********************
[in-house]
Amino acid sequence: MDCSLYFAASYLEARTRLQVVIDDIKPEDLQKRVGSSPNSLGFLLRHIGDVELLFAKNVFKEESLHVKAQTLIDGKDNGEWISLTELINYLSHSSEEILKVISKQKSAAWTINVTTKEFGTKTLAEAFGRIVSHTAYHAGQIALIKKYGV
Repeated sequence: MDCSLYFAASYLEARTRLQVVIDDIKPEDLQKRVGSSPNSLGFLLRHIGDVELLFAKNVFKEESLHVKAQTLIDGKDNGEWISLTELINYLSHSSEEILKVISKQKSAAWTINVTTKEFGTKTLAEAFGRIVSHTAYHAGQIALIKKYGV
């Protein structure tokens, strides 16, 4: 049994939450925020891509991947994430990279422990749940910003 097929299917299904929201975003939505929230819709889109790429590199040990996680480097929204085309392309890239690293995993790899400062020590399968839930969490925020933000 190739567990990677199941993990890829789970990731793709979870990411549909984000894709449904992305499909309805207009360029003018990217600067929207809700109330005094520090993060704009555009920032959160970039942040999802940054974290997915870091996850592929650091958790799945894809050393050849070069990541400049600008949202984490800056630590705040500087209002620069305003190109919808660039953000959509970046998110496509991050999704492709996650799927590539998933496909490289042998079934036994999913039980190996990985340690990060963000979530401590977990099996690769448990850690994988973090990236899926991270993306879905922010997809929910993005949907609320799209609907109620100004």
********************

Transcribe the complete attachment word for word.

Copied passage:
[in-house]
Amino acid sequence: MDCSLYFAASYLEARTRLQVVIDDIKPEDLQKRVGSSPNSLGFLLRHIGDVELLFAKNVFKEESLHVKAQTLIDGKDNGEWISLTELINYLSHSSEEILKVISKQKSAAWTINVTTKEFGTKTLAEAFGRIVSHTAYHAGQIALIKKYGV
Repeated sequence: MDCSLYFAASYLEARTRLQVVIDDIKPEDLQKRVGSSPNSLGFLLRHIGDVELLFAKNVFKEESLHVKAQTLIDGKDNGEWISLTELINYLSHSSEEILKVISKQKSAAWTINVTTKEFGTKTLAEAFGRIVSHTAYHAGQIALIKKYGV
């Protein structure tokens, strides 16, 4: 049994939450925020891509991947994430990279422990749940910003 097929299917299904929201975003939505929230819709889109790429590199040990996680480097929204085309392309890239690293995993790899400062020590399968839930969490925020933000 190739567990990677199941993990890829789970990731793709979870990411549909984000894709449904992305499909309805207009360029003018990217600067929207809700109330005094520090993060704009555009920032959160970039942040999802940054974290997915870091996850592929650091958790799945894809050393050849070069990541400049600008949202984490800056630590705040500087209002620069305003190109919808660039953000959509970046998110496509991050999704492709996650799927590539998933496909490289042998079934036994999913039980190996990985340690990060963000979530401590977990099996690769448990850690994988973090990236899926991270993306879905922010997809929910993005949907609320799209609907109620100004």